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Protect Yourself From The NSA With WireOver’s Encrypted File Sharing

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Nothing is truly NSA-proof or hacker-proof, but WireOver wants to offer you more security than Dropbox, Google Drive, or Skydrive. The Y Combinator startup just emerged from stealth with a desktop app that lets you send files of any size for free. And for $10 a month, your transfers get end-to-end encryption so only the recipient can open them. WireOver can’t even look at what you’re sending.

If you just want to send huge video files or photo collections to friends and aren’t worried about encryption, WireOver is totally free for unlimited file-size sharing. But its premium level of privacy could be a big draw for anyone with sensitive files to send.

ReceivedWireOver founder Trent Ashburn tells me there are security holes in the way big file storage and sharing providers transfer your stuff. “In the industry it’s called encryption in transit and encryption at rest. But the files arrive on the servers decrypted. Their servers will re-encrypt them and store them, but the encryption keys used are controlled by and accessed by the provider.”

Ashburn tells me there’s a risk of the same company having both a copy of your encrypted files and the key to open them. But with WireOver’s end-to-end encryption, files are never stored on its servers, and it doesn’t have the decryption key. “The approach we’re going for is ‘Trust No One'”.

WireOver Co-Founder Trent Ashburn

WireOver Founder Trent Ashburn

Ashburn spent several years building computational models for quantitative hedge funds before becoming a semi-pro cyclist. He wanted to start a company he could relate to, and he found he was having some trouble with file transfers.

“With Dropbox, Google Drive, and Skydrive, sending small and medium-size files is pretty much solved but it’s a pain to send big files securely. There’a bunch of things that Dropbox works great for [like syncing]. And they do their best within their goals to have security, but they’re not trying to be the most secure tool. They’re trying to be your files everywhere.”

So Ashburn entered WireOver into Y Combinator. They built a bunch of failed prototypes before settling on a Python-based desktop client. Along with the YC funding it got from Andreessen Horowitz, SV Angel, and Yuri Milner, the four-person startup has raised an additional seed round from Bessemer Venture Partners, Boston’s .406 Ventures, and angels like BrandCast’s Hayes Metzger.

How To Use WireOver

Once you’ve installed WireOver, you just dump files into its little window, and type in the email address of the recipient[s]. Once they have WireOver installed and running, the file is transferred completely peer-to-peer, or routed by WireOver’s servers but isn’t stored there.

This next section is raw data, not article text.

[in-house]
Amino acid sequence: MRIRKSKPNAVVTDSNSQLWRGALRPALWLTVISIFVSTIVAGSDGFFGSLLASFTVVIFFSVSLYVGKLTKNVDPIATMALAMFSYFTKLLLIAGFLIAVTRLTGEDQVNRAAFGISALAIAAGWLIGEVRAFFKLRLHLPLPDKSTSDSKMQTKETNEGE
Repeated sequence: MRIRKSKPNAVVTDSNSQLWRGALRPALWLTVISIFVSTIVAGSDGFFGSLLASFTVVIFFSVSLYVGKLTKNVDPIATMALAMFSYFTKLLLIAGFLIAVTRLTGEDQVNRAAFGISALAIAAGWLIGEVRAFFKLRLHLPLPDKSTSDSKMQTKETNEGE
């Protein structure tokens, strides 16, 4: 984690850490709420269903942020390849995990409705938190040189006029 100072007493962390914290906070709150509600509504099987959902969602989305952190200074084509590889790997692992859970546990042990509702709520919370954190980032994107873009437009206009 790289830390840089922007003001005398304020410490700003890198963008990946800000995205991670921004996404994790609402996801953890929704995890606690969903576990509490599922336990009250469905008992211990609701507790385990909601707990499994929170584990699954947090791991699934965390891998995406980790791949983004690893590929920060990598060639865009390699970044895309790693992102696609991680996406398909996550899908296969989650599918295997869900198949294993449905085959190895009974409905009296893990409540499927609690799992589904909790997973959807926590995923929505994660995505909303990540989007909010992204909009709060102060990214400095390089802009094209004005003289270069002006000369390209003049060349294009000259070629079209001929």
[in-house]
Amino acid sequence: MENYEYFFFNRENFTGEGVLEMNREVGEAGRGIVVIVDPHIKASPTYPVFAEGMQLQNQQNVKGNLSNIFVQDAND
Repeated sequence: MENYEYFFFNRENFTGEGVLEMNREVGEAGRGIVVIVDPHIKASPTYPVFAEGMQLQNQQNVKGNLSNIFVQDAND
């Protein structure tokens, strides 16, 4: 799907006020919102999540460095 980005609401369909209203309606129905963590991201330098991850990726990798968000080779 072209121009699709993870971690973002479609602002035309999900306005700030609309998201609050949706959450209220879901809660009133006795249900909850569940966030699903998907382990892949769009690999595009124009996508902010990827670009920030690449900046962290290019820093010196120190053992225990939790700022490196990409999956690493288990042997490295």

How to UseIf you have a Pro account select “Secure” transfer , your file gets end-to-end encryption, even if the recipient doesn’t hasn’t bought a premium WireOver subscription. For even more security again man-in-the-middle attacks, you can request to verify the recipient’s machine’s crytopgraphic fingerprint.

The big downside to WireOver using a transfer system rather than cloud storage is that both the sender and recipient have to be online at the same time. You can’t just upload a file, email someone a link, and shut off your computer.

But since WireOver doesn’t store files, it doesn’t have to charge for unencrypted transfers. That means you could send 200 gigabyte or even terrabyte-sized files for free, which could cost hundreds or thousands of dollars a year on Dropbox, Drive, or SkyDrive. If you’re looking for security and privacy, WireOver might be worth the $10 a month.

Ashburn says some clients have switched to WireOver from sending physical hard drives and USB drives through the mail or with FedEx. While there are other encrypted file sharing services, we haven’t found any popular ones that offer unlimited file sizes for free, or encryption of those files for as cheap.

Companies large and small are seeing their data fall into the hands of hackers, and we’re realizing our governments are engaging in widespread surveillance. Meanwhile, as our cameras get better and our screens get bigger, file sizes just keep going up. So whether you’re paranoid or just want to send all your photos to mom, WireOver understands.